Great Stories Don't Write ThemselvesGreat Stories Don't Write Themselves by Larry Brooks
My rating: 4 of 5 stars

An effective (for me) tutorial on some aspects of story that had been eluding me. Most of the focus is on understanding the criteria involved in the macro aspects of story: premise and concept, along with the related concepts of character, setting and plot.
Then he uses those criteria to present and break down story structure in way shows why even an organic writer eventually succumbs to structure in order to succeed (as a opposed to a outliner who struggles with the structure up front).
It's all nicely down-to-Earth and friendly and something that can be referred to again and again. There are no real surprises here. It's all been said before. But the author presents it in a way where several light bulbs finally illuminated for me.

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read: Memories Before and After the Sound of Music (4 stars)

Memories Before and After the Sound of MusicMemories Before and After the Sound of Music by Agathe von Trapp
My rating: 4 of 5 stars

Charming, first-person account of the von Trapp family story by the eldest daughter of Captain Georg von Trapp.

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Wednesday, May 6, 2020

read: Agent Running in the Field (4 stars)

Agent Running in the FieldAgent Running in the Field by John le Carré
My rating: 4 of 5 stars

Another captivating book by the master of spy novels. Once more we are swept into the life of a spymaster, or rather an ex-spymaster, Nat, who is now home in London and feeling as unsure of what to do with himself as his office does. He's trying to reconnect with his wife and his daughter and wondering if he actually agrees with his new badminton partner, Sam, who rails against Brexit and Trump and Putin and anything else that doesn't fit his world view. Of course, Nat soon finds himself drawn into recruiting and running another spy, in London, and the twists of fate soon leave him almost as friendless as Sam.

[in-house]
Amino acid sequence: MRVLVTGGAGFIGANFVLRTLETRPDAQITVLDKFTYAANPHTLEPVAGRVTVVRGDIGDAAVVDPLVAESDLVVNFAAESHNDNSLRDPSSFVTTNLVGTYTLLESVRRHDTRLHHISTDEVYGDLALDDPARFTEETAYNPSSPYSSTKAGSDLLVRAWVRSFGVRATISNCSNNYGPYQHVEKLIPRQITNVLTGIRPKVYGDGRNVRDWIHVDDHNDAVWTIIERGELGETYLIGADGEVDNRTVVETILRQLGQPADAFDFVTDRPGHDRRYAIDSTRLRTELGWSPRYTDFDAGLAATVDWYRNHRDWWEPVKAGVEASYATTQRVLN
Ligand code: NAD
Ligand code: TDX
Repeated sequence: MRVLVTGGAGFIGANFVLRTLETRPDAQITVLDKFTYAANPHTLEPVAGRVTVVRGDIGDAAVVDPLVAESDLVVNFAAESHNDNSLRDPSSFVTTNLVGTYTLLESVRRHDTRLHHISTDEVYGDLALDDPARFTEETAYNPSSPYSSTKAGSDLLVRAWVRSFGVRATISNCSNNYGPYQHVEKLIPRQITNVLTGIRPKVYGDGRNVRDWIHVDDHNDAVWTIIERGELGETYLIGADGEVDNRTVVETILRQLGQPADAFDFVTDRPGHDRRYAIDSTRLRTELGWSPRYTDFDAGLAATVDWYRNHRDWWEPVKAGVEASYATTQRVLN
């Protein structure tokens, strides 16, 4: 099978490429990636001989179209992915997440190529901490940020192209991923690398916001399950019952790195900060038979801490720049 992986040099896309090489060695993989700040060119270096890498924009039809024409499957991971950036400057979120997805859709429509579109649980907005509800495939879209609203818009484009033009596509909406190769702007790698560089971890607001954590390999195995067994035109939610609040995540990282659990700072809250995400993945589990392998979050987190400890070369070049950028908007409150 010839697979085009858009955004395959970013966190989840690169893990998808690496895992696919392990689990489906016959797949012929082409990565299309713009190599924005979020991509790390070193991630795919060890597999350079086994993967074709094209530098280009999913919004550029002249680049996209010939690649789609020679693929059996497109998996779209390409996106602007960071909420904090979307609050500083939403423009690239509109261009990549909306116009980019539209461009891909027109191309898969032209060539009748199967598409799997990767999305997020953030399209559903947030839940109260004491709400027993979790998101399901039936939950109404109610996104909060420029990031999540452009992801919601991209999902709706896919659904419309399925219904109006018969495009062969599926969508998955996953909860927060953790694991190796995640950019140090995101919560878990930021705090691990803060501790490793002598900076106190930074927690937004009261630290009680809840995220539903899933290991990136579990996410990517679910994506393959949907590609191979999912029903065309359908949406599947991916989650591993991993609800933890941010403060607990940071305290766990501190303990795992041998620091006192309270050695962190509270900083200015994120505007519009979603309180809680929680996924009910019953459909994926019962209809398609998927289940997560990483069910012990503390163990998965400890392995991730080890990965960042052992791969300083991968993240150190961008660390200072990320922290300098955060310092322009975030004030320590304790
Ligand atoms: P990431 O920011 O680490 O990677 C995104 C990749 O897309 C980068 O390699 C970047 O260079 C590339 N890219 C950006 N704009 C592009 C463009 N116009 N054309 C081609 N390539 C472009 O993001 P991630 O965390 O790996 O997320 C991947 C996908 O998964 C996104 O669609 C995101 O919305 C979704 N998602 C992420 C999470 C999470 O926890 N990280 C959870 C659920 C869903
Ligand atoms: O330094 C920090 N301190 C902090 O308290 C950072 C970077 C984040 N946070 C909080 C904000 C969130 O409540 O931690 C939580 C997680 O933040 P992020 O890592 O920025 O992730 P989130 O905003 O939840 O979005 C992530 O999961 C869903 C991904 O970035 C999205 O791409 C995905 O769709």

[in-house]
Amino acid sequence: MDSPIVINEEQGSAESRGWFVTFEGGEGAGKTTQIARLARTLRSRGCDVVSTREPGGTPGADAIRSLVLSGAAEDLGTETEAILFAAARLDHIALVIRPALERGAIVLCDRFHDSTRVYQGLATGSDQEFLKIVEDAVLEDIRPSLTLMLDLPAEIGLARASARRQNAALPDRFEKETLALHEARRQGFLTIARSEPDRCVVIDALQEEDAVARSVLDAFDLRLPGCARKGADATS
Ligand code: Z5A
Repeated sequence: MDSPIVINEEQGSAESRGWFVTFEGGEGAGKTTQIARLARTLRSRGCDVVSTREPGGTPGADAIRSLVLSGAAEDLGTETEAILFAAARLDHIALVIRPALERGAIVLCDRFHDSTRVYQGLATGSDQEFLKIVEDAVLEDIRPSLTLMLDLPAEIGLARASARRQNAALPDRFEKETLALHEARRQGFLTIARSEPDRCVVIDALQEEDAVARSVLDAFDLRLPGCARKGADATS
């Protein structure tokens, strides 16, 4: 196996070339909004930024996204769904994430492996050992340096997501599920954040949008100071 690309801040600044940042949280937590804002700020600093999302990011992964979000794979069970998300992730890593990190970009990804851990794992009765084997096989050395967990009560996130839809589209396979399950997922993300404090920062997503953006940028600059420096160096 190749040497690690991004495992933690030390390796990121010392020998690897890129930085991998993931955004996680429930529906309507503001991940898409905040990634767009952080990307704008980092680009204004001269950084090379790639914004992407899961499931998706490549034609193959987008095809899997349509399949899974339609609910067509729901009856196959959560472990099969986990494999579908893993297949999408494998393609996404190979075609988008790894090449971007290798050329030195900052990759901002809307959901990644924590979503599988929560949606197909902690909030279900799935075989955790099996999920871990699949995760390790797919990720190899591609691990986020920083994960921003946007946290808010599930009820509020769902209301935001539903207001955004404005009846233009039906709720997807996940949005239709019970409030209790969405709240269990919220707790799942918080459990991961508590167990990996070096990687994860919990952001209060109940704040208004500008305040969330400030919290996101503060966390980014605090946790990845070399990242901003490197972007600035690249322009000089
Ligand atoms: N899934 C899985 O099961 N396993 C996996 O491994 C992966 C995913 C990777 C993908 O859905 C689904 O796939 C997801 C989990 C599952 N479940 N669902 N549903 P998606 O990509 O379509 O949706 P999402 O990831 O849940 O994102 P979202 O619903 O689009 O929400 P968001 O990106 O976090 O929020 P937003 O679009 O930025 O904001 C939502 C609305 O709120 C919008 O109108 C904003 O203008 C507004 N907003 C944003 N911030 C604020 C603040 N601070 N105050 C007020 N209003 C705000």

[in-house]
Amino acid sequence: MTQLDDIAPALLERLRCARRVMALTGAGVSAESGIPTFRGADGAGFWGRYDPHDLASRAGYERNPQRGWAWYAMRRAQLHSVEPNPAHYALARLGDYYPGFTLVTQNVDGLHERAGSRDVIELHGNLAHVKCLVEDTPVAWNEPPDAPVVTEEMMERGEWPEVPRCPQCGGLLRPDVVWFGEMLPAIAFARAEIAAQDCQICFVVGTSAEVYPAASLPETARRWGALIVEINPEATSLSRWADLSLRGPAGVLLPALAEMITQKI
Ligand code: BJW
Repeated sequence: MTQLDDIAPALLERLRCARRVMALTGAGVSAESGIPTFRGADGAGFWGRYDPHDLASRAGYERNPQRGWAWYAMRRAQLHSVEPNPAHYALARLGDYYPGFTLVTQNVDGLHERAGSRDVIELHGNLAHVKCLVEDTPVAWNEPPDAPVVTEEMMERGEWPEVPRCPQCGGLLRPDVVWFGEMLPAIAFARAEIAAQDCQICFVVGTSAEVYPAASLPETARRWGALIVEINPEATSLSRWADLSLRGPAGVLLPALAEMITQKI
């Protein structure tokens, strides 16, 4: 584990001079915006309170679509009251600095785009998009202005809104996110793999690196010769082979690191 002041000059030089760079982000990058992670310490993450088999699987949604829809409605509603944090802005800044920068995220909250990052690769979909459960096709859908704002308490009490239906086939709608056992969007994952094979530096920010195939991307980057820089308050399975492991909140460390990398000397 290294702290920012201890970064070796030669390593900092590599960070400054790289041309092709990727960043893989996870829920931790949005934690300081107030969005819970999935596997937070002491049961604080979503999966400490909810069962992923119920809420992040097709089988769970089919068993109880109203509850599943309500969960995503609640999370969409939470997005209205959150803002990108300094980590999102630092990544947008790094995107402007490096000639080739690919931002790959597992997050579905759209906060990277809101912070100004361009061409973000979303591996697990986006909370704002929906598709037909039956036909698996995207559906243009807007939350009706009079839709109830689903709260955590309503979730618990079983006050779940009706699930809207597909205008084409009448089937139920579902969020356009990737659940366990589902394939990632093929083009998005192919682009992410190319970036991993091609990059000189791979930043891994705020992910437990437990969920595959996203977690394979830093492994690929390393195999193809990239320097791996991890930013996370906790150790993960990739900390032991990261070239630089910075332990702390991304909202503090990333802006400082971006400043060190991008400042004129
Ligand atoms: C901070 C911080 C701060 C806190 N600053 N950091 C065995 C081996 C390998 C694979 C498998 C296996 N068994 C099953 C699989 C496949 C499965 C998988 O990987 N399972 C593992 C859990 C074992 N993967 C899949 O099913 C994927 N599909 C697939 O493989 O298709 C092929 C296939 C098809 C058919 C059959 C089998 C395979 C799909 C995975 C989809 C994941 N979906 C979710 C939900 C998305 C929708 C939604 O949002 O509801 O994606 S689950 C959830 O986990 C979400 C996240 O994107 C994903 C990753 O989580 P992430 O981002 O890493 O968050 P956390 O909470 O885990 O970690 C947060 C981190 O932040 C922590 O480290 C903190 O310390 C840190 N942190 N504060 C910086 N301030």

This is le Carré at his best. Boiled down. Insightful. At turns appropriately humorous and cruel. His spies find action in inaction and waiting. In talking their way through confrontations, rather than shooting. Recommended.

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Friday, April 3, 2020

read: Crash Test Girl (3 stars)

Crash Test Girl: An Unlikely Experiment in Using the Scientific Method to Answer Life's Toughest QuestionsCrash Test Girl: An Unlikely Experiment in Using the Scientific Method to Answer Life's Toughest Questions by Kari Byron
My rating: 3 of 5 stars

Entertaining celebrity memoir in the guise of a self-help book. I wouldn't want my daughter or granddaughter to follow Kari's example, other than to find their passion in life. And maybe be a bit smarter about following it.

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Wednesday, March 25, 2020

read: The Splendid and the Vile (4 stars)

The Splendid and the Vile: A Saga of Churchill, Family, and Defiance During the BlitzThe Splendid and the Vile: A Saga of Churchill, Family, and Defiance During the Blitz by Erik Larson
My rating: 4 of 5 stars

This is the captivating tale of how Winston Churchill, London and all of England survived the first year of World War II and the relentless bombing raids Hitler and the Nazis inflicted in order to break their spirit. Larsen uses quotes from diaries and letters to elevate the story above the facts and figures and dates and make it personal, populated with well-rounded personalities acting and reacting to events impossible to comprehend. He even almost succeeds at making Churchill himself into someone anyone can identify with. Yet the apparent reality of Churchill defies the attempt and he remains larger-than-life. This is a must-read for anyone interested in this period of history.

Disclosure: Thank you to Netgalley and Crown Publishing for providing a free copy of this book in return for my honest review.